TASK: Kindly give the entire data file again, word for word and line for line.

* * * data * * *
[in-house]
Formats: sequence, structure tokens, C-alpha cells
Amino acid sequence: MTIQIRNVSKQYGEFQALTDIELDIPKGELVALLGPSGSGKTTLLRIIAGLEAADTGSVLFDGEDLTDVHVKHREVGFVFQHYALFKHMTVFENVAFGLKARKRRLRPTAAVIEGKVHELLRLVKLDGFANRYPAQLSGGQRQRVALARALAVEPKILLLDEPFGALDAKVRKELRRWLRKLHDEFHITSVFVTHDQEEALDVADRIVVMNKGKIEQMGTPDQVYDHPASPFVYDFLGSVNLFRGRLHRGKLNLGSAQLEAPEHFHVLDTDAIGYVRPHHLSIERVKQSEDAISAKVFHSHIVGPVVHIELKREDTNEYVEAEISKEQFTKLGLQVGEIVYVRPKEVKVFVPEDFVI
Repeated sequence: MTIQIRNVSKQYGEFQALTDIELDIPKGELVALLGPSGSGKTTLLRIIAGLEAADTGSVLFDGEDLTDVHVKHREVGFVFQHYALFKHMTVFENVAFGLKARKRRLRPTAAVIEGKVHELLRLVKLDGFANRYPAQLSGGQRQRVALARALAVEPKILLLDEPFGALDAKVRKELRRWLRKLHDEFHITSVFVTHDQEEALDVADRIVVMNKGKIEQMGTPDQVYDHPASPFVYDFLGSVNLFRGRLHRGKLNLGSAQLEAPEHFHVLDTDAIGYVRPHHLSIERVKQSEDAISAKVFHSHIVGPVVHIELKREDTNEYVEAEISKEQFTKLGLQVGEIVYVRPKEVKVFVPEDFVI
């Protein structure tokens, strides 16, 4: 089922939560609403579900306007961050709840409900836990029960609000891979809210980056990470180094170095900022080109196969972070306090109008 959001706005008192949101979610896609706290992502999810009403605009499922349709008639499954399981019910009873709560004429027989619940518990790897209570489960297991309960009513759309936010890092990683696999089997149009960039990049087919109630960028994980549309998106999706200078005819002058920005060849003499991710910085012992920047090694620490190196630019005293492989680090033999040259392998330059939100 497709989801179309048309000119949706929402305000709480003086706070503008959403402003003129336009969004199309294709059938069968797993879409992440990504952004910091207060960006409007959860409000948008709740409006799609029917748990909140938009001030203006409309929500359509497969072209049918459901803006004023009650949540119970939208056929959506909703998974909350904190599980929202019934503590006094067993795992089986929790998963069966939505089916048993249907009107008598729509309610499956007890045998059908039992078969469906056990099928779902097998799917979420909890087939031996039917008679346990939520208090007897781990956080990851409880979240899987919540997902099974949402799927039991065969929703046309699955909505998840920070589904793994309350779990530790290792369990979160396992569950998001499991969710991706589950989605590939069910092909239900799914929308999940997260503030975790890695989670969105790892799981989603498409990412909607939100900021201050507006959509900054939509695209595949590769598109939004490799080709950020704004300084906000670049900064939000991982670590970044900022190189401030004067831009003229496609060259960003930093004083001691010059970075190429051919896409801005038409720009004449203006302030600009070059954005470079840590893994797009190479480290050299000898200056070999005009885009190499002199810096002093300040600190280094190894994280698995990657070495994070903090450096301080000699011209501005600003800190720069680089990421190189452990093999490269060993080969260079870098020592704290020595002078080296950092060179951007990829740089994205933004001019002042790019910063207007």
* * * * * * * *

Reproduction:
[in-house]
Formats: sequence, structure tokens, C-alpha cells
Amino acid sequence: MTIQIRNVSKQYGEFQALTDIELDIPKGELVALLGPSGSGKTTLLRIIAGLEAADTGSVLFDGEDLTDVHVKHREVGFVFQHYALFKHMTVFENVAFGLKARKRRLRPTAAVIEGKVHELLRLVKLDGFANRYPAQLSGGQRQRVALARALAVEPKILLLDEPFGALDAKVRKELRRWLRKLHDEFHITSVFVTHDQEEALDVADRIVVMNKGKIEQMGTPDQVYDHPASPFVYDFLGSVNLFRGRLHRGKLNLGSAQLEAPEHFHVLDTDAIGYVRPHHLSIERVKQSEDAISAKVFHSHIVGPVVHIELKREDTNEYVEAEISKEQFTKLGLQVGEIVYVRPKEVKVFVPEDFVI
Repeated sequence: MTIQIRNVSKQYGEFQALTDIELDIPKGELVALLGPSGSGKTTLLRIIAGLEAADTGSVLFDGEDLTDVHVKHREVGFVFQHYALFKHMTVFENVAFGLKARKRRLRPTAAVIEGKVHELLRLVKLDGFANRYPAQLSGGQRQRVALARALAVEPKILLLDEPFGALDAKVRKELRRWLRKLHDEFHITSVFVTHDQEEALDVADRIVVMNKGKIEQMGTPDQVYDHPASPFVYDFLGSVNLFRGRLHRGKLNLGSAQLEAPEHFHVLDTDAIGYVRPHHLSIERVKQSEDAISAKVFHSHIVGPVVHIELKREDTNEYVEAEISKEQFTKLGLQVGEIVYVRPKEVKVFVPEDFVI
């Protein structure tokens, strides 16, 4: 089922939560609403579900306007961050709840409900836990029960609000891979809210980056990470180094170095900022080109196969972070306090109008 959001706005008192949101979610896609706290992502999810009403605009499922349709008639499954399981019910009873709560004429027989619940518990790897209570489960297991309960009513759309936010890092990683696999089997149009960039990049087919109630960028994980549309998106999706200078005819002058920005060849003499991710910085012992920047090694620490190196630019005293492989680090033999040259392998330059939100 497709989801179309048309000119949706929402305000709480003086706070503008959403402003003129336009969004199309294709059938069968797993879409992440990504952004910091207060960006409007959860409000948008709740409006799609029917748990909140938009001030203006409309929500359509497969072209049918459901803006004023009650949540119970939208056929959506909703998974909350904190599980929202019934503590006094067993795992089986929790998963069966939505089916048993249907009107008598729509309610499956007890045998059908039992078969469906056990099928779902097998799917979420909890087939031996039917008679346990939520208090007897781990956080990851409880979240899987919540997902099974949402799927039991065969929703046309699955909505998840920070589904793994309350779990530790290792369990979160396992569950998001499991969710991706589950989605590939069910092909239900799914929308999940997260503030975790890695989670969105790892799981989603498409990412909607939100900021201050507006959509900054939509695209595949590769598109939004490799080709950020704004300084906000670049900064939000991982670590970044900022190189401030004067831009003229496609060259960003930093004083001691010059970075190429051919896409801005038409720009004449203006302030600009070059954005470079840590893994797009190479480290050299000898200056070999005009885009190499002199810096002093300040600190280094190894994280698995990657070495994070903090450096301080000699011209501005600003800190720069680089990421190189452990093999490269060993080969260079870098020592704290020595002078080296950092060179951007990829740089994205933004001019002042790019910063207007």